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Chapter 14. Rates of Reactions Kinetics. I. I. Introduction. A) Demonstrations. B) Chemical Kinetics is the study of the rates (speeds) of chemical reactions and the mechanisms of chemical reactions.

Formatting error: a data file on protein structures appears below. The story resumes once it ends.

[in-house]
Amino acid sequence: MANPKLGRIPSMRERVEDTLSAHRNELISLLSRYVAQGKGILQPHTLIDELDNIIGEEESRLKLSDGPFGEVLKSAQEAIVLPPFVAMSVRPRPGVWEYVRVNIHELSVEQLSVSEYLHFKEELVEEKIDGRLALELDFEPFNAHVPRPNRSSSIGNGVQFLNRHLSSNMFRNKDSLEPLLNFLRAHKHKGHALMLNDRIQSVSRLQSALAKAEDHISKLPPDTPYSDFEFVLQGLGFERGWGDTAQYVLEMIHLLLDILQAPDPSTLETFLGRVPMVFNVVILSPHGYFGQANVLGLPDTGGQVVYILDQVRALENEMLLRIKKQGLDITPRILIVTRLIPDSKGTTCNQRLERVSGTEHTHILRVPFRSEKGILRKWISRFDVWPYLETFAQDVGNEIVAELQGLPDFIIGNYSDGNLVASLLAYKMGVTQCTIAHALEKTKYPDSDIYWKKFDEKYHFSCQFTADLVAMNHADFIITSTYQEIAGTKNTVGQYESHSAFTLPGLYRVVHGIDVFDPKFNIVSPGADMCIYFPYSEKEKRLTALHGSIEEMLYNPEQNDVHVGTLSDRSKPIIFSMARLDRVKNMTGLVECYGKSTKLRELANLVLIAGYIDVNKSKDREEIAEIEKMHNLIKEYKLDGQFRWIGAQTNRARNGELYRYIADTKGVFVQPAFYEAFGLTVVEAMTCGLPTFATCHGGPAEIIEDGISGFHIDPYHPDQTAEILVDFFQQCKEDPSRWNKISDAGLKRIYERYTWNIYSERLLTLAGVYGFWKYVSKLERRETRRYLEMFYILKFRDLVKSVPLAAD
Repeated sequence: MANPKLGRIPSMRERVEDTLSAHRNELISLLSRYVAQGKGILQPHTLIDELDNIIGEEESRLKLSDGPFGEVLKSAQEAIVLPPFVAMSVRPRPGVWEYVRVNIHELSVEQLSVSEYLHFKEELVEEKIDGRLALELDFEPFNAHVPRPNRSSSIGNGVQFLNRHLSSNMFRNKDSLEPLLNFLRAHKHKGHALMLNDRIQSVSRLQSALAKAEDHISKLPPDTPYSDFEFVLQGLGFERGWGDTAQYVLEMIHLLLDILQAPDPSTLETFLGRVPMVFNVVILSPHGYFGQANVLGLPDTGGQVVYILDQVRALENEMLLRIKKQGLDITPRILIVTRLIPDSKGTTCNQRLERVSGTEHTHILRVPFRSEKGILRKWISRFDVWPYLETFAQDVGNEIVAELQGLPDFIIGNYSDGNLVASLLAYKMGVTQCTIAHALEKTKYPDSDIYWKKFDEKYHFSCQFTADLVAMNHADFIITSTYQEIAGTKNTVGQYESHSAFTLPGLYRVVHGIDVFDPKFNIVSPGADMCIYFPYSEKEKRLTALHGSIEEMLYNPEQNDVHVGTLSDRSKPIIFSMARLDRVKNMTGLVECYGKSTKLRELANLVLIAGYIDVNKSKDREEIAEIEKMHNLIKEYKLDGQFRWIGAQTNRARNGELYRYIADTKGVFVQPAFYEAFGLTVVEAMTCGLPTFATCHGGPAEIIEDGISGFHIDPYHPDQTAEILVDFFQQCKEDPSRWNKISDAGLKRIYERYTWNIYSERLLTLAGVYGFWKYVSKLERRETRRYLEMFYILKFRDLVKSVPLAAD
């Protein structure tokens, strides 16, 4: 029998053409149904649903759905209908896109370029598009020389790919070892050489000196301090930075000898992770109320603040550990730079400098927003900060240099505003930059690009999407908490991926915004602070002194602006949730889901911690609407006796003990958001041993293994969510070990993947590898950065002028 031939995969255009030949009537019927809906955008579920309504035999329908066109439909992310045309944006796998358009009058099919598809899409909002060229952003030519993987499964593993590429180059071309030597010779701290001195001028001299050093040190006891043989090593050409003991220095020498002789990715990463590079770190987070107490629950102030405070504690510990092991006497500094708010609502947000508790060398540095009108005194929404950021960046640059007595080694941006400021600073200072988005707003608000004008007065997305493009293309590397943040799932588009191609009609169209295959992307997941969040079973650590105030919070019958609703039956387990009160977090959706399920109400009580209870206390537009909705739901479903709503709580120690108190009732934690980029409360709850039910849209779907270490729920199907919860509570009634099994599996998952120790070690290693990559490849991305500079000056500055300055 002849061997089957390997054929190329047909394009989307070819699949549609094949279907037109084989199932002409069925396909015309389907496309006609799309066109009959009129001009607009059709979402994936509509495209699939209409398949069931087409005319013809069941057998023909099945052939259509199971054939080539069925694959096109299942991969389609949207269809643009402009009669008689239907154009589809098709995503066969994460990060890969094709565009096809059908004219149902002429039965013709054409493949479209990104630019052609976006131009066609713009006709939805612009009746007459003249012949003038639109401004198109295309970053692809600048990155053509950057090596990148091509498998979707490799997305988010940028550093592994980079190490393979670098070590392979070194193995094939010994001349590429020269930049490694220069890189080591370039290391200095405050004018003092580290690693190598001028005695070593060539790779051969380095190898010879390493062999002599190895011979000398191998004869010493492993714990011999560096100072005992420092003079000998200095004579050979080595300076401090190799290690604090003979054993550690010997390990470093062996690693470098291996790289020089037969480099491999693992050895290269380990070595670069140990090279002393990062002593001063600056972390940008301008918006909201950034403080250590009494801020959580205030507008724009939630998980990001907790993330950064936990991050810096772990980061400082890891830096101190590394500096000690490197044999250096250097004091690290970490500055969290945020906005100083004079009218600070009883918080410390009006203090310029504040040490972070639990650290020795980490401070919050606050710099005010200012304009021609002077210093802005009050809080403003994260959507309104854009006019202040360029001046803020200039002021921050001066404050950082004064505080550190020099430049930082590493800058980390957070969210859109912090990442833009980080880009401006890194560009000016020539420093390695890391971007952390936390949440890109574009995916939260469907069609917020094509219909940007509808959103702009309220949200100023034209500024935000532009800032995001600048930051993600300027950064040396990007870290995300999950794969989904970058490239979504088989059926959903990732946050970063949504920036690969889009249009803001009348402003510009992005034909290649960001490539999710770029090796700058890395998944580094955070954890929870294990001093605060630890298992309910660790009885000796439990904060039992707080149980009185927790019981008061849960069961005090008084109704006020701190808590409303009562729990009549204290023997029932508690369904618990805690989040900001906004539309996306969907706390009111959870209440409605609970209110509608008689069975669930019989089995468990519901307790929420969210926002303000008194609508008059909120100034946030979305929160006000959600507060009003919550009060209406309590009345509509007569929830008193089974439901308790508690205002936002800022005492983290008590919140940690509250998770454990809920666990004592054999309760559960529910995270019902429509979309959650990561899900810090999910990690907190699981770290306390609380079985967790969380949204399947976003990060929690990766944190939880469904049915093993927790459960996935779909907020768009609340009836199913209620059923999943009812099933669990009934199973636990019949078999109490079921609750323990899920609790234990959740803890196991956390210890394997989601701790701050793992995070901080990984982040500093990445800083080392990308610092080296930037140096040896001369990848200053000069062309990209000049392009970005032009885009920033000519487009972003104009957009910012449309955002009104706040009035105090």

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**Chapter 14**Rates of Reactions Kinetics**I**I. Introduction A) Demonstrations B) Chemical Kinetics is the study of the rates (speeds) of chemical reactions and the mechanisms of chemical reactions.**C) The rate of a chemical reaction is a measure of how fast**reactants are consumed and/or how fast products are made. D) The mechanism of a reaction is a detailed description of the way a reaction occurs. It is a sequence of elementary steps which lead from reactants to products.**Mechanisms can be proven wrong through _____________,**but they can never be called _________________________ since they are, in general, educated guesses.**Practical reasons for studying kinetics: Some reactions we**would like to speed up:drug delivery, paint drying, destruction of air pollutants in auto exhaust breakdown of materials in landfills. Some reactions we would like to slow down: food decay, rubber decay, human aging, destruction of the ozone layer, rusting, corrosion**E) Some reactions take place in a fraction of a second and**other take many years. What variables affect the reaction rate? 1) The characteristics of the reactants and the products.**2) The concentration of the reactants – in some reactions**the rate is unaffected by the concentration of one of the reactants as long as it is there in some amount.**3) The presence of a catalyst, a substance that …**4)The temperature at which the reaction occurs. Increasing the temperature usually increases the rate. A general rule is … 5) The surface area of a solid reactant or catalyst affects the rate.**G) Reaction rate is the increase in molar concentration of**product of a reaction per unit time or the decrease in molar concentration of a reactant per unit time.**For example, for the reaction:**2 N2O5 4 NO2 + O2 The following table shows the concentration of N2O5 as a function of time at 45 oC.**1) The rate of reaction can be written in the form:**2) Usually the rate is a rapidly changing quantity, as the reaction proceeds the reactants are used up and there remains less and less material to undergo reaction.**3)Generally we obtain for a reactant a curve which resembles**the one below.**If we take the first 2 points from the table above, we can**find as avg. rate of decomposition of N2O5.**You should be able to see that the avg. rate is decreasing,**hence the curve. Even though we obtain a negative value for the rate, since N2O5 is decreasing, rates are reported as positive values.**Look at the graph again,**And make the time interval smaller and smaller, we can obtain an instantaneous rate.**The instantaneous rate is equal to the slope of the line at**that point. Calculus??? To what is the slope of the line at that point equal?**4) How is data obtained for a concentration curve?**a) Monitor a color change. b) Measure pressure if a gas is produced. c) Monitor a change in pH if an acid or base reaction.**5) A look at the change in rate over time for another**reaction: 2 NO2(g) 2 NO(g) + O2(g) at 300oC**H) What does the balanced equation tell us about rates?**The equation we will look at is: H2(g) + I2(g) ----> 2 HI(g) H2 and I2 must disappear at the same rate since 1 molecule of H2 reacts with 1 molecule of I2.**In the same amount of time, 2 molecules of HI must**appear.The rate of appearance of HI must equal twice the rate of disappearance of H2 (g) and I2(g).**The rate of disappearance of H2(g) = the rate of**disappearance of I2(g) = ½ the rate of appearance of HI.**In general, for the equation:**aA + bB -----> cC + dD To obtain a rate equation of the rates of the substances in relation to each other we divide through by the coefficients.**But we usually want the first reagent in terms of all the**others, so we multiply by the coefficient of the first reagent.**II. The Rate Law (Rate expression), Rate Constant Order of**Reaction A) The following equation has been studied in the gaseous state and the data at 250 K may be summarized as follows:**F2(g) + 2 ClO2(g) ---> 2 ClO2F(g)**B) From this data the answers to the following questions can be obtained:**1) What is the rate law of the reaction?**2) What is the order of the reaction? 3) What is the value of the rate constant k? 4) What is the rate of formation of ClO2F when [F2]is 0.010 mol/L and[ClO2] is 0.020 mol/L?**C) What is a rate law?**1) In 1864 it was discovered that the rate of a reaction is proportional to some power of the concentration of reactants at constant temperature.**rate law = rate equation = rate expression**k is the specific rate constant which is independent of concentration.**k depends on the nature of the reactants; fast reactions**have large k's and slow reactions have small k's ordinarily k ________________ with temperature.**THE EXPONENTS x AND y MUST BE EXPERIMENTALLY DETERMINED.**They are not automatically obtained from the balanced equation.**Some experimentally determined rate laws for equations are**as follows: a) 2 N2O5(soln) 2 N2O4(soln) + O2(g)**Notice that the exponent is NOT 2, the coefficient in the**balanced equation, but has been experimentally determined to be 1. The reaction order with respect to a given species equals the exponent of the concentration of that species in the rate law as determined experimentally.**The order of the above reaction with respect to N2O5 is 1.**The order of a reaction is the sum of the exponents of the reactants in a rate law. The order of the above reaction, since 1 is the only exponent, is 1 as well. It is a first order reaction.**This means that when we double the concentration of N2O5, we**double the rate of reaction OR if we halve the concentration, we halve the rate. b) For the reaction: 2 NO + O2 2 NO2 What is the situation here?**D) The answers to the questions then are obtained in the**following manner. The rate law for F2(g) + 2 ClO2(g) ---> 2 ClO2F(g) will look like the following.**Your job is to find the values of x and y from the**experimental data.**You need to do two division problems to find x and y.**What is the order of the reaction with respect to F2? _______ What is the order of the reaction with respect to ClO2? ______ What is the overall order of the reaction? __________**To find k, the rate constant, we take the experimentally**determined rate law, put the data in from one of the experiments and solve for k. The units of k are important. k = _________________**To find the rate of formation of ClO2F when [F2] is 0.010 M**and the [ClO2] is 0.020 M, we need to look at the relationship between the rate of formation of [ClO2], and the rate of disappearance of F2. Rate = __________________________**IV. A graphical method is often used to show the order of a**reaction, or from a graph we can obtain the order of a reaction. • For the general reaction of A ---> products • If the reaction is first order, we can write**When we divide both sides by [A] and multiply both sides by**dt we obtain the following: Those of you who have had calculus should recognize this as:**Which can be changed to the following in log to the base 10.****The above equations can be rewritten in a more familiar**form.**THIS MEANS THAT IF WE PLOT ln [A] vs. t AND OBTAIN A**STRAIGHT LINE THE RATE IS FIRST ORDER. Or plot log [A] vs. t.